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Blanche Ames Gallery

UUCF's Art Gallery is currently open for IN-PERSON viewing or by appointment.

"Angry Women Done Swallowing Our Words"

Blanche Ames Gallery invites you to meet Kristan Ryan. Her unique show opens Sunday, March 5 from 11:45-1:45 with a reception and artist talk. The show will run through April 30. Enjoy this remarkable show that truly highlights Women's History Month.

Our gallery shows are available for viewing in person on Sundays from 10-2:00 or on Tuesday, Wednesday, Thursday, mornings from 10-12:00 or by appointment at other times for individuals or small groups. To request an appointment, email us at with your name, phone# and date/time of desired appointment.

Kristan Ryan, a self-taught artist, has an interesting personal story about her path to becoming an artist. She first realized she wanted to become an artit at the age of five when her dad showed her how to draw cartoons. "I was fascinated by how he drew people in what he called cartoon shapes. I would pick up a pencil and try to draw what he had drawn."

She was from a military family living in Casablanca,Morocco. The Moroccans mesmerized her with the design and color of their buidings, and she often was able to see Moroccan female friends and their mothers and adult female relatives without their face coverings. But she understood the restrictions this custom placed on females. She also understood that American women suffered from a lack of rights. Unpunished wife beatings were frequent among military families, including her own mother. She often had to hold her mother's hand and help her with translation so she could get on the bus to go to the hospital. Her mother did not speak other languages and because her eyes were often damaged by punches it was hard for her to see.

"I watched all the females (women and girls) in my life - happpy or suffering - and undertood that it was my job, even at a young age, to paint portraits of them as I saw them. I tried to teach myself how to do that."

When Kristan was 10 she, her brother and her mother moved back to the States. She tried drawing people and places but never had art lessons because her mother believed she should pursue a writing career and become an English teacher. No one paid any attention to her drawing so she began to draw less and began to create artsy things out of whatever she could find like paper, cloth, crayons, and crocheted items.

"I had no idea what to do with my art besides just expressing myself as I needed to do. I ony knew I wanted to be recognized for drawing and painting people the way they REALLY felt, not just smiling pictures of them doing whatever they were doing and always smiling, unless the person I was painting was truly happy."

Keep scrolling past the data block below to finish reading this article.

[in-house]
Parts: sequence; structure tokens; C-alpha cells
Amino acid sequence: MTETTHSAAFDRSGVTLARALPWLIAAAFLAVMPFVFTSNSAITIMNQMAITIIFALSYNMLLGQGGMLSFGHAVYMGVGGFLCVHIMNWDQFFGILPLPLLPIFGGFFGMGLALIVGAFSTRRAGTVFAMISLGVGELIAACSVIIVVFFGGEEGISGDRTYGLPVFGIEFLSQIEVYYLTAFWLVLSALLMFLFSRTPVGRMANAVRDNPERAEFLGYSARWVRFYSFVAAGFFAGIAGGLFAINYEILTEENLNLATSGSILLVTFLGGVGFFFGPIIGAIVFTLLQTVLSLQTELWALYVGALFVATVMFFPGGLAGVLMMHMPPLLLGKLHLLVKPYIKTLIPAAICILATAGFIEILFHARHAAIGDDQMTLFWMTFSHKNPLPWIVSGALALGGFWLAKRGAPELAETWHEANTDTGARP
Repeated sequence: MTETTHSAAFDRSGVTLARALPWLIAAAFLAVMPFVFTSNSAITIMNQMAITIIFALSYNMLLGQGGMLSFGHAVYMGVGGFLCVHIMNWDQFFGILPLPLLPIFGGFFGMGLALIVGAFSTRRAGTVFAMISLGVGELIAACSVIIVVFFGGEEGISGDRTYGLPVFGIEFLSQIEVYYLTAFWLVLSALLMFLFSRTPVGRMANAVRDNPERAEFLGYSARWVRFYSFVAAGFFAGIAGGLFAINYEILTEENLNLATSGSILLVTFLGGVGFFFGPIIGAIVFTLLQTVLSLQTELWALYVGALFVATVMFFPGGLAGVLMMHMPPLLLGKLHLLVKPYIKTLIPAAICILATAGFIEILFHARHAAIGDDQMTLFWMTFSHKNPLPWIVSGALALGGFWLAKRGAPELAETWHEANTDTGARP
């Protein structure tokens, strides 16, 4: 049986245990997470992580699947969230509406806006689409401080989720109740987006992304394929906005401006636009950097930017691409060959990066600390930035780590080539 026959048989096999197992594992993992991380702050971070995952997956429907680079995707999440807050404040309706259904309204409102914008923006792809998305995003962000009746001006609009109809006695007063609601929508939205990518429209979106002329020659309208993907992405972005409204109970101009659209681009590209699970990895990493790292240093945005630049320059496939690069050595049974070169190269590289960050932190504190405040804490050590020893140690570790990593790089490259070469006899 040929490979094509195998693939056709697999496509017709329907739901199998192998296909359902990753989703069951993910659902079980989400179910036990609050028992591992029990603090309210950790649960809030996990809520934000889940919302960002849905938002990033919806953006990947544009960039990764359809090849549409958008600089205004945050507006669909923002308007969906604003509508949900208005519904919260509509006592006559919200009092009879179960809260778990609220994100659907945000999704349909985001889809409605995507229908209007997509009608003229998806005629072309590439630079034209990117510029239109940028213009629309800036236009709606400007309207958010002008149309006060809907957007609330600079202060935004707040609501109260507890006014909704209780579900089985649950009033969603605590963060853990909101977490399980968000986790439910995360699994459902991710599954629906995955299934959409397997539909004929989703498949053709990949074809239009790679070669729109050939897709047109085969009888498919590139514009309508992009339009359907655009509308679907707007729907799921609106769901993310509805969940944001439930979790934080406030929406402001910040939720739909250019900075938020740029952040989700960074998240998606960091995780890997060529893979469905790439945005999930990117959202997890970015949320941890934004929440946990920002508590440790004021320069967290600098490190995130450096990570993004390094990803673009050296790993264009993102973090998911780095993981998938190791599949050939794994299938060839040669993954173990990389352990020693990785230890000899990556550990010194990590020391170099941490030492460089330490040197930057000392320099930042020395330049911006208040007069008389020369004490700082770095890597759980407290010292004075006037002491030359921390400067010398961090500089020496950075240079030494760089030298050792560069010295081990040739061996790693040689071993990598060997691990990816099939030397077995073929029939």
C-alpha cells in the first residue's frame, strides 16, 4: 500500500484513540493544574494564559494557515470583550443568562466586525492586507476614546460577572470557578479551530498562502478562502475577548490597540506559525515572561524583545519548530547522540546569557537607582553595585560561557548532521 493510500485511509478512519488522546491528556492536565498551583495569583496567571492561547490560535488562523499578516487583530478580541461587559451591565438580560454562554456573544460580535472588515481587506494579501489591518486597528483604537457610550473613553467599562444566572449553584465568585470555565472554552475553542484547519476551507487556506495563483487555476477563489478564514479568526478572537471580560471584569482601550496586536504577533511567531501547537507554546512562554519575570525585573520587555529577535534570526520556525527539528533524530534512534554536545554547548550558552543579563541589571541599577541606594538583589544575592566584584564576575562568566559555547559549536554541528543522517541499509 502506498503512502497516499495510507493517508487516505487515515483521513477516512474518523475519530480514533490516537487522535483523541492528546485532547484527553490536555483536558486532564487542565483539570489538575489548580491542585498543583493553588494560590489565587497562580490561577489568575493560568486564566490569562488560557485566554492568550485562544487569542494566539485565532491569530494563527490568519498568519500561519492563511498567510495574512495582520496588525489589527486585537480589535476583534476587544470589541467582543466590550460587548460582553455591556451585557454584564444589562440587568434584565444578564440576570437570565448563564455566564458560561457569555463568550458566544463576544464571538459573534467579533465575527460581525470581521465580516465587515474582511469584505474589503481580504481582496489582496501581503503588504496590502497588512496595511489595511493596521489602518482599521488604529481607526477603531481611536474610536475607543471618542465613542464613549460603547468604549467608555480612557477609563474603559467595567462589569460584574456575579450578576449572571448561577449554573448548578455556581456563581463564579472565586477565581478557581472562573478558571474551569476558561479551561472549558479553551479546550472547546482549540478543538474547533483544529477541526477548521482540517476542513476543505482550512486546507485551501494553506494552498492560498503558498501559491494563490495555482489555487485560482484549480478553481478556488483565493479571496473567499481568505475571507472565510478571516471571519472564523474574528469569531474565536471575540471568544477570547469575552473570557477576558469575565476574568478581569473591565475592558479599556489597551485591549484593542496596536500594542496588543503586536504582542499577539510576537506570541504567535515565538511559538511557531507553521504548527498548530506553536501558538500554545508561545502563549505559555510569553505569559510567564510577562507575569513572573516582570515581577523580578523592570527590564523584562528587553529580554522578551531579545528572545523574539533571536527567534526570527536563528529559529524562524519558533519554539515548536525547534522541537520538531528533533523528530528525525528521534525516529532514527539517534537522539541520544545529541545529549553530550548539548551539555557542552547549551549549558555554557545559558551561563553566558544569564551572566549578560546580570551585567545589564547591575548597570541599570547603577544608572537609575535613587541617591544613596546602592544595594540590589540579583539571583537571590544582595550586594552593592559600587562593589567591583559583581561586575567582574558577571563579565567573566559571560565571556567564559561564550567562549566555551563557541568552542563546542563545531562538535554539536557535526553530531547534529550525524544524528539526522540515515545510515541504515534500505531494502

"The women I paint are angry about many things - the loss of people they love, the sadness of illness, the sorrow of accidents, the loss of jobs and more that makes us angry."

"So Much Anger in Me About My Friend's Cancer" 10"X10" Acrylic on Canvas in a white frame

For artists: Are you wondering how to Exhibit in our Gallery?

We invite artists working in any media that can be wall hung to inquire about an exhibit with us. The Blanche Ames Gallery features over 100 linear feet of art exhibition space in two light-filled hallways within the UUCF building. Sorry, our space does not lend itself to displays of pottery, jewelry, or three-dimensional work that is free standing.

Artists interested in showing their work should submit a completed application and digital images by email or USMail to the office at UUCF . Please download the Proposal Form. Blanche Ames Gallery's email address is gallery@frederickuu dot org.

The Visual Arts Committee plans, schedules and executes all art exhibits at UUCF. We schedule six art shows (two months each) during the year, with an art reception and artist's talk on the first Sunday of each show. Here are a few examples of artists' shows at our Gallery:

Click here for a history of Gallery Exhibits since 2016.

Who was Blanche Ames? Why her name?

Blanche Ames (1878-1969) was an exceptional woman and a member of her Unitarian Congregation in Massachusetts. She was a leader who serves as an inspiration to us today.

With her minutely observed drawings and etchings she illustrated her husband's 7-volume treatise on orchids. Ames' talent extended well beyond art. She was a feminist, a suffragist, a leader in civic and charitable affairs, an inventor, an engineer and an author.

A more extensive biographical sketch can be found by clicking on Blanche Ames. After her death, the Ames family homestead, including the mansion with her studio, became a Massachusetts state park with more than 1800 acres of recreational space. https://www.mass.gov/locations/borderland-state-park

A new documentary film - "Borderland: The Life and Times of Blanche Ames Ames"- was released in 2020. Go to https://www.borderlandthedocumentary.com to watch the trailer and find out how schedule a private viewing or sign up for a community event at which the film will be shown.

The Gallery Has a Facebook Page

Click here to "Like" Us

(The short link to this page is frederickuu.org/gallery).